Aaron Murray watched the tape just once, and it took a week until he could bear the sight of those blue jerseys again.
Plant's star quarterback relived the Panthers' season-ending Class 4A region final loss to Armwood play-by-play in December, wishing he had another opportunity to undo the Hawks' 36-7 win.
"I thought about it a lot," Murray said, "but I've tried to use it as motivation. … We lost both of those games (to Armwood) pretty bad. We don't want to have that happen again."
Tonight, in front of an ESPNU national television audience, Armwood and Plant will meet again at Dads Stadium. The past two seasons the teams have gone through each other en route to the state final four. They are the only programs to bring state titles back to Hillsborough County in the past four decades.
Some would call it a rivalry.
Armwood coach Sean Callahan is not one of those people.
"Those people over there, they want to say that because they want to be us," Callahan said Wednesday, sitting inside Armwood's new fieldhouse. "They want to have two state championships. They want to have a fieldhouse like this. We got Nike jerseys, so they bought Nike jerseys. All the things that are in a rivalry, none of them are there."
Since Armwood's last commanding victory over Plant on Nov. 30, Plant coach Robert Weiner put a countdown for today on the dry erase board in the locker room.
"I've been waiting for 200-something days for (today)," Plant senior safety Hunter Baldwin said. "If you're feeling tired, you just think about last year and what happened and it makes you want to work."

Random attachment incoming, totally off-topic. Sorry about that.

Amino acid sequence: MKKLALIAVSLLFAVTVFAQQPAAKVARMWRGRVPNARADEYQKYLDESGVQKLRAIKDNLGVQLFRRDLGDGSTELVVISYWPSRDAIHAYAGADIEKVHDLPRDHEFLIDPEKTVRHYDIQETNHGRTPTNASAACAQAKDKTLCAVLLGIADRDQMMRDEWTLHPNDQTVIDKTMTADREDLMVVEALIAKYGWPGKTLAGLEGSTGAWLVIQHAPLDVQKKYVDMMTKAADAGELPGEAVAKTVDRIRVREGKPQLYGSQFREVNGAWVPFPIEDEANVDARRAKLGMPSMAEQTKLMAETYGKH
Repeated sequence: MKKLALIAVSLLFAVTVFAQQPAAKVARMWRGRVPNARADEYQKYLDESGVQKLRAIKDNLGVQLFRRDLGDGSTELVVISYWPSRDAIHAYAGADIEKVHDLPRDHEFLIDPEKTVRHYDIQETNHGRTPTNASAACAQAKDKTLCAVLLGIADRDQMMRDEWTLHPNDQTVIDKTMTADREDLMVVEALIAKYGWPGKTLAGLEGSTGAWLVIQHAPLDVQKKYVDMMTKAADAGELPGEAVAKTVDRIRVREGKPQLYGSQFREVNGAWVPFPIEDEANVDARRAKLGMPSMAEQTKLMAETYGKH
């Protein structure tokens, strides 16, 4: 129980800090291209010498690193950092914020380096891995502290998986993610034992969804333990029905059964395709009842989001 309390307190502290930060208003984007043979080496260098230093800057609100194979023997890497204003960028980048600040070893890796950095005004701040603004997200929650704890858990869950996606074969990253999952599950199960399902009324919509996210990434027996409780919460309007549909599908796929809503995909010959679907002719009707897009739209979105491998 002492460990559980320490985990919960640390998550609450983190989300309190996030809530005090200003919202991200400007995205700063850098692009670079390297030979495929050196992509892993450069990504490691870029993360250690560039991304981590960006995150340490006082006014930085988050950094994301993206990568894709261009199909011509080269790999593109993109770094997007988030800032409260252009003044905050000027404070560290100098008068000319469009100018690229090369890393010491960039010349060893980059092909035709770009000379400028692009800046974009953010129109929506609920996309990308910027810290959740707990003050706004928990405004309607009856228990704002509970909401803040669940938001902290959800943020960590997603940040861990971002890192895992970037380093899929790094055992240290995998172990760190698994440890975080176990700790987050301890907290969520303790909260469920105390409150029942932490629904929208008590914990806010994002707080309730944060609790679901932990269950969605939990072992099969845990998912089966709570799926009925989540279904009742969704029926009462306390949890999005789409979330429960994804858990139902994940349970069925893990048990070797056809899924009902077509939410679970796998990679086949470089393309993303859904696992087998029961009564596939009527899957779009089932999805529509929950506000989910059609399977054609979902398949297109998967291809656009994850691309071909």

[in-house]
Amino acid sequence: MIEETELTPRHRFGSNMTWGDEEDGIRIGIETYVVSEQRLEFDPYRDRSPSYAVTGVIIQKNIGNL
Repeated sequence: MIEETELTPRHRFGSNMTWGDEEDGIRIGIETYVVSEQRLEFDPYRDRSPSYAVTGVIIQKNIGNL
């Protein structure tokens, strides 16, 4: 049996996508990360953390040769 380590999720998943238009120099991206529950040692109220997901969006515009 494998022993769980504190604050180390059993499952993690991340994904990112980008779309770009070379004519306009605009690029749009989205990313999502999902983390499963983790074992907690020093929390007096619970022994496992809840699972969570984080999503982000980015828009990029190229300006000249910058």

And when Plant was flying west to play in national seven-on-seven tournaments and Armwood's weight room hadn't been completed, the Hawks would work out under the bleachers at Lyle Flagg Field, talking about how they were sweating in the summer heat while the Panthers were flying cross country.
Armwood enters the game ranked second in the nation by Rivals.com; Plant is 32nd.
"I don't know if it's a rivalry like that, but I can understand why there's a lot of competition between us," Armwood senior tackle Justin Cabbagestalk said. "They're huge games. Ever since we got that No. 2 ranking, we said we had to earn that. That's a preseason ranking. By the end of the year we want to be No. 1. That's what we're trying to earn. We're not trying to prove anything."
Recently, Armwood has dominated. The Hawks won both games last year by a combined 62-14 score. But after winning back-to-back state titles in 2003 and '04, Plant followed up with its own in '06.
"To be a rivalry, both teams have to be good," Weiner said. "Both teams have to win once in a while, so we have to do a little more of our part. … I know Sean doesn't like to talk about it as a rivalry, and that's his prerogative. I think there's enough that's passed back and forth in competitive spirit that if it's not a rivalry, I don't know what the word is for it."
Though the teams see the possibility of meeting each other again in the region final Dec. 5, both sides agree a win tonight would have incredible merit.
"It would slingshot us through the season," Murray said.
"Such a mental advantage," Cabbagestalk said. "If we beat them at their house, it's going to be stuck in their head forever."
Said Baldwin: "It would be like being shot out of a cannon."
Rivalry or simply revelry, this game will be one to remember.
"It's going to take some close games and maybe some heated words back and forth to juice it up some," Callahan said.
"Could it be (a rivalry)? Yeah. … We're getting there."